Report 2019-119 Recommendation 4 Responses
Report 2019-119: Lanterman-Petris-Short Act: California Has Not Ensured That Individuals With Serious Mental Illnesses Receive Adequate Ongoing Care (Release Date: July 2020)
Recommendation #4 To: San Francisco Department of Public Health
To evaluate and address shortages in the capacity of its treatment facilities, San Francisco should, by August 2021, conduct an assessment that determines the number and type of treatment beds that it needs to provide adequate care for individuals who require involuntary treatment. Once the county completes the assessment, it should adopt plans to develop the needed capacity.
6-Month Agency Response
In alignment with bed expansion recommendations from the DPH/ Mosimtec simulation model, DPH is actively planning and initiating procurement of a minimum of 117 beds across the recommended levels of care. Securing properties within the County of San Francisco has been a limiting factor in developing immediate long-term beds; however, DPH is committed to providing interim support while permanent solutions are developed. We are pursuing temporary acquisitions of contracted beds in and outside of the county from various contractors. We anticipate that some beds will be available to clients as early as the second quarter of 2021. Estimated timelines for projects are as follows:
1. Locked Subacute Treatment, beds contracted and ready to serve clients by April 2021;
2. Mental Health Residential beds in May 2021,
3. Adult Residential Facility (ARF and RCFE, Board and Care) by December 2021, and anticipated opening of an interim program for both ARF and RCFE participants. Longer term ARF and RCFE planning in development;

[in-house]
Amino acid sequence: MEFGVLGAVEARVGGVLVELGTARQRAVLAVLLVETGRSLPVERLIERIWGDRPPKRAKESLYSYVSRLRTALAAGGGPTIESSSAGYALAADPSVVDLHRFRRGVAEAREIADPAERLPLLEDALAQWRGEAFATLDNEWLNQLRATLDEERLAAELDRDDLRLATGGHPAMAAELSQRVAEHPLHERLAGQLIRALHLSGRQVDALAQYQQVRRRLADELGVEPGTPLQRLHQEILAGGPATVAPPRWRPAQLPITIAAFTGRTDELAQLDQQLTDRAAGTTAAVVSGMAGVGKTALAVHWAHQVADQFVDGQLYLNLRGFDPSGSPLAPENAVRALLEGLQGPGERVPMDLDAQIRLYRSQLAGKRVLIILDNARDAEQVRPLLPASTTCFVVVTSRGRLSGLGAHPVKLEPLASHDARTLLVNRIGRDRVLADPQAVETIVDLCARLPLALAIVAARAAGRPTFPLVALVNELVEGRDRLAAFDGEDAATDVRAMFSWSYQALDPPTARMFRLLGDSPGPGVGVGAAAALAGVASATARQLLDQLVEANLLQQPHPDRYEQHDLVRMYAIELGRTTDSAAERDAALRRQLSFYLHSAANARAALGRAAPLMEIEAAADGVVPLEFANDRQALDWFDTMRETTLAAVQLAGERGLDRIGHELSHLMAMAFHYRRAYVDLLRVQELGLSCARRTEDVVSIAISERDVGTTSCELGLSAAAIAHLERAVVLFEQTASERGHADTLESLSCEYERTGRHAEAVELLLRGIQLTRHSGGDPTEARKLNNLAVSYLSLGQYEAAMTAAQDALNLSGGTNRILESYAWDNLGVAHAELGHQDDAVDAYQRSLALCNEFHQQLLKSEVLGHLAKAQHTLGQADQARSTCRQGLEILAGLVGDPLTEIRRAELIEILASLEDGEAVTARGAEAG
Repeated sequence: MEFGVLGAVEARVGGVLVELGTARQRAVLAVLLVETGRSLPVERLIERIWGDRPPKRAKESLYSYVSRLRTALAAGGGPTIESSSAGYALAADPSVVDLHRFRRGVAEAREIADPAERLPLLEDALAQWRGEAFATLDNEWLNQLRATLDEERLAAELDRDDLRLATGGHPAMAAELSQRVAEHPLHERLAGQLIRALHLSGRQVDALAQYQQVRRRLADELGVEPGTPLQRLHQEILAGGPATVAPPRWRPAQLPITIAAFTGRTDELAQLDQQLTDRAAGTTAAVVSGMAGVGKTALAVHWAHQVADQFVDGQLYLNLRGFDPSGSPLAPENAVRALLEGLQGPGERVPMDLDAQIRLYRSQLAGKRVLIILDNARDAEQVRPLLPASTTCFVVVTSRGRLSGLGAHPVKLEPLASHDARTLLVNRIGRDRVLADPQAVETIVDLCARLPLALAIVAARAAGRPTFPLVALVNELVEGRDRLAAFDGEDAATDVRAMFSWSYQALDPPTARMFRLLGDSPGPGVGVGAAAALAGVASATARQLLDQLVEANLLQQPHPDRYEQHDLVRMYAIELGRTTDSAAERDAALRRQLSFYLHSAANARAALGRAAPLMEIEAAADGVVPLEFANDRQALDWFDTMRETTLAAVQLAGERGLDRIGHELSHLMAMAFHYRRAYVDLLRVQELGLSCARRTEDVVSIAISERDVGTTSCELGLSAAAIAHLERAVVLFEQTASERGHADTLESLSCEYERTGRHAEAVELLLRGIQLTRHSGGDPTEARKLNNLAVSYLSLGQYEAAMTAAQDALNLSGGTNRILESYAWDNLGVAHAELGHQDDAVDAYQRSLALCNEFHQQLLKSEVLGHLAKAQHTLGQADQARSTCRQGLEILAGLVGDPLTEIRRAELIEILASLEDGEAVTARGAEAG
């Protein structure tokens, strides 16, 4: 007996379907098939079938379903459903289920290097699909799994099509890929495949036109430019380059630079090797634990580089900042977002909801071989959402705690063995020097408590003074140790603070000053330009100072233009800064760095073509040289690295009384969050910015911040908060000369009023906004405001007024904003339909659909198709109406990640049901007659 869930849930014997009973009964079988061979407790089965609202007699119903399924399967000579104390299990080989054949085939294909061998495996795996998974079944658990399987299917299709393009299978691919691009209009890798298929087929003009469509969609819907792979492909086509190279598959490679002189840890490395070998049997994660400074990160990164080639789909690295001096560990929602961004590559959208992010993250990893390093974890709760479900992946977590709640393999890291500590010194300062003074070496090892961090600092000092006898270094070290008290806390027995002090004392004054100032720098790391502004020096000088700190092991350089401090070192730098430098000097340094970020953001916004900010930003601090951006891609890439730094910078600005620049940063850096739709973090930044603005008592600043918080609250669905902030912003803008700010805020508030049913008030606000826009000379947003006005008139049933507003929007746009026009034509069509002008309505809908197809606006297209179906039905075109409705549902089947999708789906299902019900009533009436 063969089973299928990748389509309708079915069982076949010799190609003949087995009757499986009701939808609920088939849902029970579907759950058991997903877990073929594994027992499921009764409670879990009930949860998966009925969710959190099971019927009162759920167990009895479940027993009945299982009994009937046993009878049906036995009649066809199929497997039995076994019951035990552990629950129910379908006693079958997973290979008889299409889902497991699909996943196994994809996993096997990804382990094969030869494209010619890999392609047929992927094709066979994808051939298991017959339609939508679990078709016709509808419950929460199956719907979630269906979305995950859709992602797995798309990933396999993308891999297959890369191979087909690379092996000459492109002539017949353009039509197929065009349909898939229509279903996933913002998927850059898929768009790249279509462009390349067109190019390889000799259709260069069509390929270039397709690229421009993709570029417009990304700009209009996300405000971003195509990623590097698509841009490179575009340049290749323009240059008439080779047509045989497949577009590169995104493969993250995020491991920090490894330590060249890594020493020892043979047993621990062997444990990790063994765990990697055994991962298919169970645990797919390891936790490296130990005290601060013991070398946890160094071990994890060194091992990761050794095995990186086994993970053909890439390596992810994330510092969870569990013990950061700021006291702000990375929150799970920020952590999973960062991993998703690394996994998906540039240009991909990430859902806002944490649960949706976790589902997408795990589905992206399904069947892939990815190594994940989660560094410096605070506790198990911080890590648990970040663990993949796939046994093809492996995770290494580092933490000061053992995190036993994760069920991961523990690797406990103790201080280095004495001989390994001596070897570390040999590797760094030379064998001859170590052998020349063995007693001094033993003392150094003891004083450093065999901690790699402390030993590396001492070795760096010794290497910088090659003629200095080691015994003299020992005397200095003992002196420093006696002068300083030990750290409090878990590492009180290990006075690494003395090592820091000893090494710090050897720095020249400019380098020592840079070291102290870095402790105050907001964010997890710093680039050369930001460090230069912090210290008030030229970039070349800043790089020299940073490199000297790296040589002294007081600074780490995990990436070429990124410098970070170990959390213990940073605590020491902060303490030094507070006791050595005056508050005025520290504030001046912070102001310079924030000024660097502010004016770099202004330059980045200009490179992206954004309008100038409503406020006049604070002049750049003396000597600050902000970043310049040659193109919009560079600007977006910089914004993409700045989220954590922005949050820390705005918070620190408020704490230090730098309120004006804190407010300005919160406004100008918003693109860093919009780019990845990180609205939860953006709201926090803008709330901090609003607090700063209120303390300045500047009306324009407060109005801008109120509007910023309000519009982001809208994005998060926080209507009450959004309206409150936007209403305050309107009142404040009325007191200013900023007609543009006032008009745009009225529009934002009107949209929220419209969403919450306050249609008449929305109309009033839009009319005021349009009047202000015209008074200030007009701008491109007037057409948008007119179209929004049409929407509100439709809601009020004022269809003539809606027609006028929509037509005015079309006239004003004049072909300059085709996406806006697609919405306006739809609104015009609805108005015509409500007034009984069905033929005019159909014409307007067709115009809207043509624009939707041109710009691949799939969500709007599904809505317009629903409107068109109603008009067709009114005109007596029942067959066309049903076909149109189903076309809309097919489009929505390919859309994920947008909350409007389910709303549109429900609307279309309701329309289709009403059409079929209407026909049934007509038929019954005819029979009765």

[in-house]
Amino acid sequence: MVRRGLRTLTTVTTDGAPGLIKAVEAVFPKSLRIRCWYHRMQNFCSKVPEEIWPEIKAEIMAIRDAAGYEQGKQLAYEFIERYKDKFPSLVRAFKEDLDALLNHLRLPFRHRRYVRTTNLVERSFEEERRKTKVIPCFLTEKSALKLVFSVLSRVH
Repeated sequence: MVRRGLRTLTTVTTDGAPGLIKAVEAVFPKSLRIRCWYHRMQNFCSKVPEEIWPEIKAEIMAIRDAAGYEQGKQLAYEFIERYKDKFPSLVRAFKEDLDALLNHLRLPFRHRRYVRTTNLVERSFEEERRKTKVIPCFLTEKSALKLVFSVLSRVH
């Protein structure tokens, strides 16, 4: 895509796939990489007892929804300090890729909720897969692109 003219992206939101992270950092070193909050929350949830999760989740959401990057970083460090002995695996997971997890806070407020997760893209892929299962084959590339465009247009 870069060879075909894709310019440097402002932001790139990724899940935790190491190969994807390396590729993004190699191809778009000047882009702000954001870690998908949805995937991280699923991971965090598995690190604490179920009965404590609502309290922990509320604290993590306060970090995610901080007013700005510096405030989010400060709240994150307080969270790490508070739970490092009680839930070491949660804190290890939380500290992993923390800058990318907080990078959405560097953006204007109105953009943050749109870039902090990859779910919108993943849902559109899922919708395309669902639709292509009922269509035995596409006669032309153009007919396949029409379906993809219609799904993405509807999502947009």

4.Psychiatric Skilled Nursing by June 2022. Long term bed acquisition and service delivery will be further developed in the coming months.
An important note is the lack of availability of State Hospital beds as these have extensive waits and individuals in need of these beds are not able to be served at less restrictive options.
- Estimated Completion Date: TBD
- Response Date: January 2021
California State Auditor's Assessment of 6-Month Status: Partially Implemented
60-Day Agency Response
In early 2020 the DPH Mental Health Reform team engaged a simulation modeling vendor, Mosimtec, to answer the question: How many beds are needed in each behavioral health bed category to maintain consistent patient flow for adult clients in San Francisco with zero wait time? Through an in-depth analysis of patient placements in nearly 1,000 beds in the DPH behavioral health system of care in Fiscal Year 2018-2019, bed simulation modeling offered quantitative recommendations for improving patient flow. Recommendations include 1. Invest in additional bed capacity in Locked Subacute Treatment, Psychiatric Skilled Nursing Facilities, Residential Care Facilities (Board and Cares and facilities for the Elderly), and 12-month Mental Health Residential Treatment; 2. Complement all behavioral health bed investments one-to-one with long-term housing placements such as Permanent Supportive Housing to better serve people experiencing homelessness; 3. Create a robust wait time and patient placement data-tracking system to better understand the impact of operational barriers on patient wait time; and 4. Repeat bed simulation annually to understand trends and inform long-term planning, mitigate data limitations, and explore other interventions that would improve patient experience. The study, which included the bed needs of conserved individuals awaiting placement, resulted in a budget request for 117 additional beds at a cost of $10.6 million. This budget request was approved by the SF Board of Supervisors on 9/22/2020 and we anticipate its approval by Mayor London Breed on 10/1/2020. Next, DPH will identify a plan to achieve the additional capacity recommended by the study.
- Estimated Completion Date: August 31, 2021
- Response Date: September 2020
California State Auditor's Assessment of 60-Day Status: Partially Implemented
Agency responses received are posted verbatim.